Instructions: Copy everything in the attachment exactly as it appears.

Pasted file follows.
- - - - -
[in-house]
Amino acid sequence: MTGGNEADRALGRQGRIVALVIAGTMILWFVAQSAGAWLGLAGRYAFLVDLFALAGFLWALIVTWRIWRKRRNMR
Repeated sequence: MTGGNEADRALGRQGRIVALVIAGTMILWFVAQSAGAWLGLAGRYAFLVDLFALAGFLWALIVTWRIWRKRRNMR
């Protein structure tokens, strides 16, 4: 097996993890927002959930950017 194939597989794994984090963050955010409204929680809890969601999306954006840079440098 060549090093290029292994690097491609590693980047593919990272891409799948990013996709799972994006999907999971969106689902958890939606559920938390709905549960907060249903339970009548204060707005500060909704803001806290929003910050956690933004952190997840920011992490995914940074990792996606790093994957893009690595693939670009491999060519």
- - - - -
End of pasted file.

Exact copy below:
[in-house]
Amino acid sequence: MTGGNEADRALGRQGRIVALVIAGTMILWFVAQSAGAWLGLAGRYAFLVDLFALAGFLWALIVTWRIWRKRRNMR
Repeated sequence: MTGGNEADRALGRQGRIVALVIAGTMILWFVAQSAGAWLGLAGRYAFLVDLFALAGFLWALIVTWRIWRKRRNMR
């Protein structure tokens, strides 16, 4: 097996993890927002959930950017 194939597989794994984090963050955010409204929680809890969601999306954006840079440098 060549090093290029292994690097491609590693980047593919990272891409799948990013996709799972994006999907999971969106689902958890939606559920938390709905549960907060249903339970009548204060707005500060909704803001806290929003910050956690933004952190997840920011992490995914940074990792996606790093994957893009690595693939670009491999060519």